Leroo La Tau



Leroo la Tau rests on the western bank of the raging Boteti River, across from the Makgadikgadi Pans National Park. About 140 kilometres from Maun and lying northwest of Khumaga Village, Lerro la Tau overlooks one of the principal waterways of the Okavango. Upon passing by, the busy waters of the Boteti River flow right into the majestic Xau Lake, on the furthest borders of the Makgadikgadi Salt Pans.

The Lodge

Built on cliffs over 10 metres above a changing riverbed environment, Leroo la Tau places guests in an all-seeing seat above the land.

The lodge features 12 decadent, thatch-and-glass fronted suites, with en-suite bathrooms in a lifted platform. The main lounge and dining regions are inviting and hospitable with warm timber finishes and thatch roofing. Here you can stretch out, unwind and absorb the sounds of the African bush. The swimming pool and the game viewing hide, built into the bank of the river, are additional places where guests can absorb the majesty of the Delta.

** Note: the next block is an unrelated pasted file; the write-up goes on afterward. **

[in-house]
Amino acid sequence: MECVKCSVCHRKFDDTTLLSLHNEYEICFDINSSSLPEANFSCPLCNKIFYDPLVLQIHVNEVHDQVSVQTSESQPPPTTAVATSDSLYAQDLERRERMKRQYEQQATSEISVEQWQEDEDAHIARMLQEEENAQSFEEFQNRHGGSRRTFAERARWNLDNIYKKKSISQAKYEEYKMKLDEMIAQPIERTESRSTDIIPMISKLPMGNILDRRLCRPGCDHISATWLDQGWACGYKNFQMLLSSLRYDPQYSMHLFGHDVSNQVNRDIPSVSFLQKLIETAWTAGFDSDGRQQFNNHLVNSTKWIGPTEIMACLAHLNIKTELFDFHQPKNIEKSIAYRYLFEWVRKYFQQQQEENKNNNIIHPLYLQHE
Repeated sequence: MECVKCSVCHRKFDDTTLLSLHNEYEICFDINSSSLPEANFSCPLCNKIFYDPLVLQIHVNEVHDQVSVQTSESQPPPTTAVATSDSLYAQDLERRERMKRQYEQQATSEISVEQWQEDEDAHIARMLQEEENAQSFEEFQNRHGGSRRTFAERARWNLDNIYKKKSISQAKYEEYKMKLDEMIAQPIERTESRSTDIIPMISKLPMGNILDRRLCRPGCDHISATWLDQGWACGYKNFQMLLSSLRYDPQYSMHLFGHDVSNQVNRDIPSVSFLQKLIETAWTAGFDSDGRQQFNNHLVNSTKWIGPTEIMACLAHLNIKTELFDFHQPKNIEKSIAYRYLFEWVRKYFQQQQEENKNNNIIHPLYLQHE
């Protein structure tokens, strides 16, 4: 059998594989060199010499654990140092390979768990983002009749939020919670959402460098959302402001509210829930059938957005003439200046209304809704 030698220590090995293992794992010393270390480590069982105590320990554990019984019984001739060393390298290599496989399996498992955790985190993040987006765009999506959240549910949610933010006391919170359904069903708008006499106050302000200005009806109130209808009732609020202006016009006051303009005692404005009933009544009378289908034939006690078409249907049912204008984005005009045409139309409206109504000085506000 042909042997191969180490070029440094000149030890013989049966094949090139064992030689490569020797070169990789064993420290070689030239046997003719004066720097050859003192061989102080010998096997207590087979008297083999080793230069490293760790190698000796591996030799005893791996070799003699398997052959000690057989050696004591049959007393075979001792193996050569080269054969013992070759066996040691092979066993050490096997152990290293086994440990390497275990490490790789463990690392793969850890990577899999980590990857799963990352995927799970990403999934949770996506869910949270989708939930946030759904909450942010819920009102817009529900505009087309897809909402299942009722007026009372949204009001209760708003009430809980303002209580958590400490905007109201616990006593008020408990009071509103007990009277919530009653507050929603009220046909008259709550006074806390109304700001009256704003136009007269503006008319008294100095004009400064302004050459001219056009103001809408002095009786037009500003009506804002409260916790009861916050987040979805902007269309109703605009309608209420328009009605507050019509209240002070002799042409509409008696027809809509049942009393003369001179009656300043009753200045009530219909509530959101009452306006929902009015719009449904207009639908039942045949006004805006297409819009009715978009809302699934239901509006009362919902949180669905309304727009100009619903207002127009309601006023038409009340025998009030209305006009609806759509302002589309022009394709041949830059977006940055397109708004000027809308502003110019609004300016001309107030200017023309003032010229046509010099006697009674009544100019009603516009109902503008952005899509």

Activities and Wildlife

With planned morning and evening game drives, prepare to take in the Chobe bushbuck prancing through the lands, or the leopard, cheetah and hyena as they stalk these magnificent creatures. When water levels are ample, boating down the Boteti River and mokoro excursions are a special treat, where crocodiles, hippos and other aquatic life come into full view. Visits to the Khumaga Village reveal the habits and traditions of the people of Botswana, whilst guided walks teach guests about the intricate web of the ecosystem and the symbiotic relationships between plants and animals.

25 years ago, this region suffered a drought. The Boteti River dried up completely, leaving only a handful of waterholes and a few resident hippos and crocodiles to reside in the minimal pools of water. The herd animals stayed, grazing on the mineral-rich grasses, but left at the end of winter, in search of water-rich regions. In 2009 a miracle of torrential downpours cascaded down the parched banks of the Boteti, trickling at first, then amassing by degrees until it reached record flood levels. Still today these blessed levels remain intact, to the delight of guests, residents and wildlife alike.